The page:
Rediscovering Sex in a Mixed-Desire Partnership

In last week’s post, I wrote about the common advice that partners experiencing a desire discrepancy “just do it,” and the way that can backfire. I argued that willingness (not desire) is the key ingredient for partners seeking to rediscover their sexual connection.

However, I also acknowledged that many couples feeling awkward and uncertain when they try to return to a sexual dynamic that has fallen out of practice. This week, I’m going to share a few strategies that couples can use to reduce their anxiety or generate sexual energy when “breaking the ice” around sex.

  • Explore other kinds of shared pleasurable touch. When partners don’t have sex for a long period of time, it’s common for other kinds of intimate, connecting touch to fall by the wayside–perhaps because one partner is anxious about touch “leading to” sex, or the other is anxious about pressuring their partner unintentionally. But engaging in pleasant, connecting touch can go a long way to reducing awkwardness and bringing you closer together. Try cuddling, kissing, lying close together, and holding hands, without making the endgame sex or orgasm. Instead, focus simply on enjoying each other’s closeness and presence.
  • Eliminate performative goals. Reducing anxiety about sex can be challenging, but one good strategy is for everyone to take responsibility for their own experience of pleasure. No intimate interaction should feel like a test for you, or your partner, and than can be a pitfall when sexual connection already feels vulnerable because its been awhile. Instead, think of it as an experiment you run together, with the goal of exploring multiple ways to add intimate physical touch back into your repertoire of ways of being together. Rather than focusing on giving  each other orgasms, achieving penetration, or any other end goal, why not agree to have fun with it? Laugh together, play a little, keep it light-hearted and low-stakes.
  • Don’t rush it. If you’re breaking the ice after a long time, it’s completely understandable to feel like everything has to go perfectly in order for the experience to be a success. But remember: success is just having a connecting, pleasurable experience with your partner. If either of you starts to feel scared or overwhelmed, slow down and be in the moment together. Loving, intimate touch (sex!) often includes holding one another, soothing uncomfortable emotions, kissing tears away, cozy foot rubs to start or finish, reassuring one another than all is well, and creating a safe space for both of you to be exactly where you are in the moment. After all, we’re discussing real life here, not Disney.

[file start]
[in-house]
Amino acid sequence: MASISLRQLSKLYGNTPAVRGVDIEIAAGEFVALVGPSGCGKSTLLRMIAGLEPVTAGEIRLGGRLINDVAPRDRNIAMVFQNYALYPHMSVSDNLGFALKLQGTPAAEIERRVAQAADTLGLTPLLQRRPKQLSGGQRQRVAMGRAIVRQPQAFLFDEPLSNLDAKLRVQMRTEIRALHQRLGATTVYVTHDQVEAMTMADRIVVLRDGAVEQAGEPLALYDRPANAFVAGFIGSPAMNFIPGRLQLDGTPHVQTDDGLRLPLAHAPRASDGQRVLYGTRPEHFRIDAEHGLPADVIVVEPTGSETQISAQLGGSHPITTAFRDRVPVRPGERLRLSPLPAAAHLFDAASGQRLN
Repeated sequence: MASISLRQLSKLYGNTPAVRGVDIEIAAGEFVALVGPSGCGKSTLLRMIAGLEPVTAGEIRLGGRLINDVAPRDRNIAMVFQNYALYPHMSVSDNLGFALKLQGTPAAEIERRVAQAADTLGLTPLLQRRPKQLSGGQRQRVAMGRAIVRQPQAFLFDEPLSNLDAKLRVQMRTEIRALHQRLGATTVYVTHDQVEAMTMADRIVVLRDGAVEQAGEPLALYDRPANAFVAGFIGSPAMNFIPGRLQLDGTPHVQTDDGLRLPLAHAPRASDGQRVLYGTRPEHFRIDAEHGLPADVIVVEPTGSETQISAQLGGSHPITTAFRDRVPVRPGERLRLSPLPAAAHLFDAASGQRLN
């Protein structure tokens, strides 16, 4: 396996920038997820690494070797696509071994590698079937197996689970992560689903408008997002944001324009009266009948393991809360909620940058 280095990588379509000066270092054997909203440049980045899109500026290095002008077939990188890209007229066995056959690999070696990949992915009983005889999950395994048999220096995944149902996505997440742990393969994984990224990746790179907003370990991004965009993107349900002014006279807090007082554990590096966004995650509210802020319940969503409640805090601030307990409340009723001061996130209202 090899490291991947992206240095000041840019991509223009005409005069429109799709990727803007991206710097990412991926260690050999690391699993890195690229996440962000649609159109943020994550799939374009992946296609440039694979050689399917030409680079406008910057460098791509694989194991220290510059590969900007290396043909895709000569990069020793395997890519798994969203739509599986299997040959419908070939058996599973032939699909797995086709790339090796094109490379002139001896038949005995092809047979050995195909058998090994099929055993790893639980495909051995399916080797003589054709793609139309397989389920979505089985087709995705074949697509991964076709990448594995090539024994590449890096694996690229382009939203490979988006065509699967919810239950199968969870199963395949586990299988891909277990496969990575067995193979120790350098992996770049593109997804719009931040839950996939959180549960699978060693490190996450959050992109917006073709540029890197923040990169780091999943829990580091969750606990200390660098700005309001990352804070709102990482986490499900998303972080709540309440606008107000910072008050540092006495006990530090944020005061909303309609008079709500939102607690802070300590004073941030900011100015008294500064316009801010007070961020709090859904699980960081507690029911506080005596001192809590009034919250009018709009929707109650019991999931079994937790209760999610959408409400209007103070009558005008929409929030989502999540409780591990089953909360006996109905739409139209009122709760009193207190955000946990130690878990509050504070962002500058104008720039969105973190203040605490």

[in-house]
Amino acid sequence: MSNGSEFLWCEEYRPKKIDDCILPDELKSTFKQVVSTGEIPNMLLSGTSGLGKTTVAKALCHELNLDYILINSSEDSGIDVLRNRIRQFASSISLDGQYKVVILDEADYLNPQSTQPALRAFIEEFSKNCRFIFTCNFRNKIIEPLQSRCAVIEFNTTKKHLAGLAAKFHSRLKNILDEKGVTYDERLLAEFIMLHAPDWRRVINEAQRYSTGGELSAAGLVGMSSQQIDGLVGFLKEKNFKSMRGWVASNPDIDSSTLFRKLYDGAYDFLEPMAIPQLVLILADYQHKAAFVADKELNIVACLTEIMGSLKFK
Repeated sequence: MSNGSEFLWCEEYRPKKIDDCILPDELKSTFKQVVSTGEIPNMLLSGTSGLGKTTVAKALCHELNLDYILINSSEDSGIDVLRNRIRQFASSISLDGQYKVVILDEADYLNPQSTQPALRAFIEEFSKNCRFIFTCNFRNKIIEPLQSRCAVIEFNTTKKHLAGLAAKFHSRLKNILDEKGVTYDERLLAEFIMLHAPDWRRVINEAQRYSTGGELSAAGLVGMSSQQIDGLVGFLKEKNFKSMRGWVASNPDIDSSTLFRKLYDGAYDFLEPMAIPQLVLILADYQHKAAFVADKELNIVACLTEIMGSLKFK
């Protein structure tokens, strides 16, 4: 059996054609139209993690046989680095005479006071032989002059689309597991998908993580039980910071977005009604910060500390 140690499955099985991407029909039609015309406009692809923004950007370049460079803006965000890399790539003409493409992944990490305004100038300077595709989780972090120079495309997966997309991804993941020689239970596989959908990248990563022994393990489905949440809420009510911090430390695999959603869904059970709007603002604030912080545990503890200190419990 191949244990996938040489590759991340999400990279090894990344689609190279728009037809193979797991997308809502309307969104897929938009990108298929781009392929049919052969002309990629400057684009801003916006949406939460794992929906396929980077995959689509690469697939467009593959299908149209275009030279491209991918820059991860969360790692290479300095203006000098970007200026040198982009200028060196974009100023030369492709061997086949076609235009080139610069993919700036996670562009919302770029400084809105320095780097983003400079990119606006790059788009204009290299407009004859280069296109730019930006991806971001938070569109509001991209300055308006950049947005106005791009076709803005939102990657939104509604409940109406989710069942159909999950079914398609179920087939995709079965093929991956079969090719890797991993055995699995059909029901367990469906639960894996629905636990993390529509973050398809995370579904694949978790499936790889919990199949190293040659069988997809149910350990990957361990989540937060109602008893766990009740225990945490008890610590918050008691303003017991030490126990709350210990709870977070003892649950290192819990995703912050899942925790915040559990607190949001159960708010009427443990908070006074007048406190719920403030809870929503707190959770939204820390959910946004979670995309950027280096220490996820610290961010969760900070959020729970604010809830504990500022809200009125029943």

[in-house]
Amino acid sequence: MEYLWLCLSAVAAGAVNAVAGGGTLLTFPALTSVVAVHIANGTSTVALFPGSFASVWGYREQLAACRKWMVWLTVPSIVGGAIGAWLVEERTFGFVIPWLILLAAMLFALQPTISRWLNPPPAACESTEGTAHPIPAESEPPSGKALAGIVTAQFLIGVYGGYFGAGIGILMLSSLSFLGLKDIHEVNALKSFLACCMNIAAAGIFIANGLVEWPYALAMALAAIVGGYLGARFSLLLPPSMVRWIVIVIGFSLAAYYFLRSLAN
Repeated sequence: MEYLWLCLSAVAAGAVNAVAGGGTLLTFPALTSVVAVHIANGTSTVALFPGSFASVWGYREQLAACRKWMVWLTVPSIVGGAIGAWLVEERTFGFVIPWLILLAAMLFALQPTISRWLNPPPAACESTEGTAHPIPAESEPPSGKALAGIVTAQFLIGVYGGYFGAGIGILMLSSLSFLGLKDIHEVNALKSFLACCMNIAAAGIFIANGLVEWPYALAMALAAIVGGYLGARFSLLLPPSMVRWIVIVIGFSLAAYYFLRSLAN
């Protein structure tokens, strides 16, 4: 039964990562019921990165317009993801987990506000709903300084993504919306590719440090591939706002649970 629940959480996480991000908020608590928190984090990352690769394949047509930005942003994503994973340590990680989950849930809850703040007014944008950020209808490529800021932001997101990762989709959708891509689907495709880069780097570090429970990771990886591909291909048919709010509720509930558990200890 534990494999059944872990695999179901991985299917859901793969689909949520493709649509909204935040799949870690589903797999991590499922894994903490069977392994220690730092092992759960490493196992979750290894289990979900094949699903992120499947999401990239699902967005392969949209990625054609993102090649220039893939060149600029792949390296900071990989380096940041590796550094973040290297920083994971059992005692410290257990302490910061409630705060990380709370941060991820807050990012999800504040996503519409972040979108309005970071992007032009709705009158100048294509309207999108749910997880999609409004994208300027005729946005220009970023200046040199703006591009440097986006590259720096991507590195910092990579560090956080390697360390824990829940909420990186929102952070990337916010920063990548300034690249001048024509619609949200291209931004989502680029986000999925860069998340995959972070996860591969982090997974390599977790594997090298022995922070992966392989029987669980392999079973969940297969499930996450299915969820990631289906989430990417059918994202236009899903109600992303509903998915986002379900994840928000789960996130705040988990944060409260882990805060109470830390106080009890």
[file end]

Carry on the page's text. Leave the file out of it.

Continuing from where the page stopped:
• Reconnect with your body. Are you living in your head most of the time? Going through the motions of your life, rushing around, holding a big to-do list in your mind? Busy lives make it very easy to lose touch with the physical self. A good first step is to reconnect with everyday bodily sensations of pleasure. Notice how great your next shower feels. Shampoo your hair with attention to sensation. Rub lotion into your feet, hands, face, and body, and most importantly, open yourself up to the pleasure of the experience. Then, see if you can let your mind and body drift into a more sexual realm. What you can find within yourself, you can share with your partner.
  • Work with your own eroticism. If you have lost touch with your sexual desire, but you want to ignite that part of yourself and your relationship again, spend some time and energy attending to your own erotic self. Rather than waiting for your partner to turn you on, ask yourself “What do I do that turns me on?” Can you turn yourself on by noticing how sexy your partner looks in bare feet and jeans at the kitchen sink? Thinking about sex mid-day and texting your partner about it? Wearing or shopping for sexy underwear? Give this some thought. You may have many ways of turning yourself on, or you may not have thought much about it before. If that’s the case, you can have a lot of fun learning what is sexy to you. You might even decide to share your turned-on self or your newfound sexy vibe with your partner.